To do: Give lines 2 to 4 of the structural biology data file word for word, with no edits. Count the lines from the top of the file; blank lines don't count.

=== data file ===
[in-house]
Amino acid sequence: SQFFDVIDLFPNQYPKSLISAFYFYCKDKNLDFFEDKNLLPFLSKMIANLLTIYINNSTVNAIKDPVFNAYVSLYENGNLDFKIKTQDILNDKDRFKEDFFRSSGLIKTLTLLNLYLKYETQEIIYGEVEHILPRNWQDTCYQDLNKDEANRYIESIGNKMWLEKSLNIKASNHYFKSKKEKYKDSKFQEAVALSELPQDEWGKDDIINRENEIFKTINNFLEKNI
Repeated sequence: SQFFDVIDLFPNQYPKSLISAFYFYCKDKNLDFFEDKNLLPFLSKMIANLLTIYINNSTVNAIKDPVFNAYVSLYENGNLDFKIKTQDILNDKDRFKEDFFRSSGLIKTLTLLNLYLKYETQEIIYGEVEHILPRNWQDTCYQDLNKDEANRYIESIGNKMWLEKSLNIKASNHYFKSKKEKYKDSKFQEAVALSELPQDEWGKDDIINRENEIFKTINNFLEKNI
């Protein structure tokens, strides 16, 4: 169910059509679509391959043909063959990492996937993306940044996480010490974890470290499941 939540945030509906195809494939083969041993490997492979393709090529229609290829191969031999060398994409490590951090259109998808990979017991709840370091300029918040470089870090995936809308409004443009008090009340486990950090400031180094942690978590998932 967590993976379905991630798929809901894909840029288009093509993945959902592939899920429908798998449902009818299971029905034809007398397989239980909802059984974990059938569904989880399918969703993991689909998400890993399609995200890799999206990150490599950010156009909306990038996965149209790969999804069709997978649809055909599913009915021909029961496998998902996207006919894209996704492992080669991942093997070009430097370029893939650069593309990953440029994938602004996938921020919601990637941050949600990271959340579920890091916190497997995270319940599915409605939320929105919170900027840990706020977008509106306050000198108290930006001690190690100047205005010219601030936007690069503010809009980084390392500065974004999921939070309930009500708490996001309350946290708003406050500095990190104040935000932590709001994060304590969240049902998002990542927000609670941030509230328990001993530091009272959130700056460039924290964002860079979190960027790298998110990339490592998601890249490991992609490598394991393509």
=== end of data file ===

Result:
Amino acid sequence: SQFFDVIDLFPNQYPKSLISAFYFYCKDKNLDFFEDKNLLPFLSKMIANLLTIYINNSTVNAIKDPVFNAYVSLYENGNLDFKIKTQDILNDKDRFKEDFFRSSGLIKTLTLLNLYLKYETQEIIYGEVEHILPRNWQDTCYQDLNKDEANRYIESIGNKMWLEKSLNIKASNHYFKSKKEKYKDSKFQEAVALSELPQDEWGKDDIINRENEIFKTINNFLEKNI
Repeated sequence: SQFFDVIDLFPNQYPKSLISAFYFYCKDKNLDFFEDKNLLPFLSKMIANLLTIYINNSTVNAIKDPVFNAYVSLYENGNLDFKIKTQDILNDKDRFKEDFFRSSGLIKTLTLLNLYLKYETQEIIYGEVEHILPRNWQDTCYQDLNKDEANRYIESIGNKMWLEKSLNIKASNHYFKSKKEKYKDSKFQEAVALSELPQDEWGKDDIINRENEIFKTINNFLEKNI
């Protein structure tokens, strides 16, 4: 169910059509679509391959043909063959990492996937993306940044996480010490974890470290499941 939540945030509906195809494939083969041993490997492979393709090529229609290829191969031999060398994409490590951090259109998808990979017991709840370091300029918040470089870090995936809308409004443009008090009340486990950090400031180094942690978590998932 967590993976379905991630798929809901894909840029288009093509993945959902592939899920429908798998449902009818299971029905034809007398397989239980909802059984974990059938569904989880399918969703993991689909998400890993399609995200890799999206990150490599950010156009909306990038996965149209790969999804069709997978649809055909599913009915021909029961496998998902996207006919894209996704492992080669991942093997070009430097370029893939650069593309990953440029994938602004996938921020919601990637941050949600990271959340579920890091916190497997995270319940599915409605939320929105919170900027840990706020977008509106306050000198108290930006001690190690100047205005010219601030936007690069503010809009980084390392500065974004999921939070309930009500708490996001309350946290708003406050500095990190104040935000932590709001994060304590969240049902998002990542927000609670941030509230328990001993530091009272959130700056460039924290964002860079979190960027790298998110990339490592998601890249490991992609490598394991393509």